By now everyone who has any connection to Ireland has had their say about the handball. Prime Ministers, footballers including our own human wind turbine, and, on the Today programme yesterday morning, A Rich Irish Bloke Who No One has Heard Of. My neighbour’s Irish setter is in mourning. That must be why he was howling all night, and if I was kept awake, then it’s a worthy sacrifice in the face of such a craven injustice. I like to be seen to do my bit for the downtrodden and exploited.
But one voice rang loud and true. Roy Keane never struck me as big on regret or hand-wringing, and his advice to the Irish F.A. to get over it and move on may have ruffled a few feathers, just as his tackles did on the pitch, but never was he more effective. Opinions are divided on his status as a manager but this interview uncovered his attitude and methods. Imagine the defenders’ reaction if he were in charge, entering the dressing room full of injustice only to choke on their protests as Keane reminds them just how bad they were. You would have to be a strong character to emerge from a battering like that. No wonder the players don’t always respond as he would wish.
Mind you, this was nothing compared with his dressing down of the unwary journalist whose mobile rang not once but twice during the press conference. The hapless hack wilted under the twin-pronged assault of the burning heat of Keane’s stare and his sarcastic silences. I shuddered, and I was only listening on Five Live.
The question at hand is not so much whether or not the game will be played again – that was never going to happen – but why the demand for a replay is so great. The Irish have been badly treated, their most justified complaint being not so much the handball but a play-off seeding system that allows FIFA to confer a huge advantage on their favoured teams. However, the fact is that matches are simply not replayed in these circumstances. Ever. Bad luck and move on. This has always been an element of a game where the unpredictable provides much of its enduring fascination.
It’s always tempting to divorce sport from the society of which it is a part. Cricket has been the most illuminating example in recent years, with tours to Zimbabwe threatened and/or cancelled as debate rages over whether the game should be independent of the politics of the countries England play. Sport not politics was infamously used as the justification of the English cricketers in the seventies who took the South African cash in the face of iniquitous apartheid and world condemnation.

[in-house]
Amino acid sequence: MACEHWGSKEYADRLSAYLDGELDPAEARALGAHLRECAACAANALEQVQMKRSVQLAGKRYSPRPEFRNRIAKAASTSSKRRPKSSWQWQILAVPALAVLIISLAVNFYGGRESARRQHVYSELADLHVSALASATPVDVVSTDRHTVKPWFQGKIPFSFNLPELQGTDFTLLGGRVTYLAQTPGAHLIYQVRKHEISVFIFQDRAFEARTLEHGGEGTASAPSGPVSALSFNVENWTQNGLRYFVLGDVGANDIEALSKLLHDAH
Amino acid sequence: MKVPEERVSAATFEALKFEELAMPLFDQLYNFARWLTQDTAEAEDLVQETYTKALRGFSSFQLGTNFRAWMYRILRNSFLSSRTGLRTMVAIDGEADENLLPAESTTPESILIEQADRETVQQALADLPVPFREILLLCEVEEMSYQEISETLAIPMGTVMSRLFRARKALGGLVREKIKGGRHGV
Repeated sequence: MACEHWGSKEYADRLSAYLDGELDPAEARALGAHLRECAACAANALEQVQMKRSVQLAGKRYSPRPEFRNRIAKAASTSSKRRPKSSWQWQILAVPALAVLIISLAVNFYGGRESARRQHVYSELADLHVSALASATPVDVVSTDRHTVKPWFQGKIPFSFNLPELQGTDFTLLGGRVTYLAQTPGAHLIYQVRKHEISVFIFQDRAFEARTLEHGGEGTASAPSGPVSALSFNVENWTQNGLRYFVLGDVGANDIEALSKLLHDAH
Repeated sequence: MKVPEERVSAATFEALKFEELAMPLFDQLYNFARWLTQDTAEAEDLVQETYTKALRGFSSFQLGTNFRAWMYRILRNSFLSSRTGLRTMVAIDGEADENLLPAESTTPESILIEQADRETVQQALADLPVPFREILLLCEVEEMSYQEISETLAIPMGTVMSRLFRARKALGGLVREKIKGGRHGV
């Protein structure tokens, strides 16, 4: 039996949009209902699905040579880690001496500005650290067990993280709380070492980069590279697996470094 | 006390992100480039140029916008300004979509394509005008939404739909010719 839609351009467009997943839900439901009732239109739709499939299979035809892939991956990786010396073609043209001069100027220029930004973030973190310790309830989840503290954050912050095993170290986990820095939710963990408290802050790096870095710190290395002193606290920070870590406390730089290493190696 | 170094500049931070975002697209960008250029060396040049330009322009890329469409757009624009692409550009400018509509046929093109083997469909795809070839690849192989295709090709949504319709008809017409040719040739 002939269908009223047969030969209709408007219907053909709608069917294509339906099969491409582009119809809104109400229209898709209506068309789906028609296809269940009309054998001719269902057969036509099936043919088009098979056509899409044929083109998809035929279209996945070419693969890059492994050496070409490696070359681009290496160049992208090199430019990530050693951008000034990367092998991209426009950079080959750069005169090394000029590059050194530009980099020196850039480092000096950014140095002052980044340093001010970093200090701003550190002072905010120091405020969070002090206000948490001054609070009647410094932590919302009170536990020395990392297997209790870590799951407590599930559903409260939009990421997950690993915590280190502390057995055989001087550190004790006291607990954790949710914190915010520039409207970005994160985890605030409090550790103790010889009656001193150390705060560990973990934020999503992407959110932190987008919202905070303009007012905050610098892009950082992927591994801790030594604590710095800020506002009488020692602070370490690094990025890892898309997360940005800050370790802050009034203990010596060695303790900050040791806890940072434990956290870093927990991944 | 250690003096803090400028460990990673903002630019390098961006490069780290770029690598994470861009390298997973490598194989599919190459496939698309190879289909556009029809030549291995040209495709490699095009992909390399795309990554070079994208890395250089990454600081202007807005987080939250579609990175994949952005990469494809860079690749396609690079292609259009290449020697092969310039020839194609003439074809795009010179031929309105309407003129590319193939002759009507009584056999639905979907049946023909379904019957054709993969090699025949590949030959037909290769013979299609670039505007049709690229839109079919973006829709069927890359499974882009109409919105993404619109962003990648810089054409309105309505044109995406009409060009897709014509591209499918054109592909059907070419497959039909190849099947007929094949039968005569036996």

Closer to home, we all use football as a means of getting away from it all for a couple of hours. Enter the ground and we work to a different set of customs, morals and rules. As someone who is so mild I make Clark Kent look like Gengis Khan in comparison, I would not only not say boo to a goose, I would give the goose a very wide berth in the first place. Yet I am more than happy to sputter and rage at Spurs’ opponents, and from my vantage point fairly close to the pitch, I glory in their fear and trepidation.
But football is an integral element of our culture and the two are inextricably linked. The roots of the barrage of Irish indignation lie within the growing trend in our society not just to find someone to blame when things go wrong but to seek redress from the institutions that govern us. On one level, we have the compensation culture where accidents seldom happen or individuals are never at fault. We no longer trip over cracked paving stones, we are instead victims of a council deficient in their road repair duties. Schoolchildren cannot play ball or make ice-slides in winter because the school could be seen as culpable if injuries follow. An institution is faulty in some way.
It’s the same on a broader scale. News items, some covering undeniable human tragedy, so often conclude with a demand that ‘the government should take action’ or ‘the government should compensate us’. A car company goes under, there’s a terrible accident or people lose money when investments fail, in all of this and more the government may have some sort of role but primarily that’s the way the system is. I truly feel for the individuals involved – I have lost children in tragic circumstances and there is nothing worse. However, that’s not the point: the clamour for the government or a governing body to ride over the hill top and save us all is so much hot air.
This is my only way of understanding the source of these increasing demands for redress and replays after the event. It’s definitely on the increase and never used to be part of the game. We grumbled and moaned, shouted abuse from the stands or indulged in murky conspiracy theories in dark corners of smoky pubs. Society is changing and so is football. Improve refereeing, put the onus back to players regarding their conduct and get the governing bodies closer to the fans, but resist these attempts to rewrite history. In the face of the forces of these social trends, that may not be so easy, but if the game’s ruling bodies cave in at some future point, football will be changed forever and not for the better.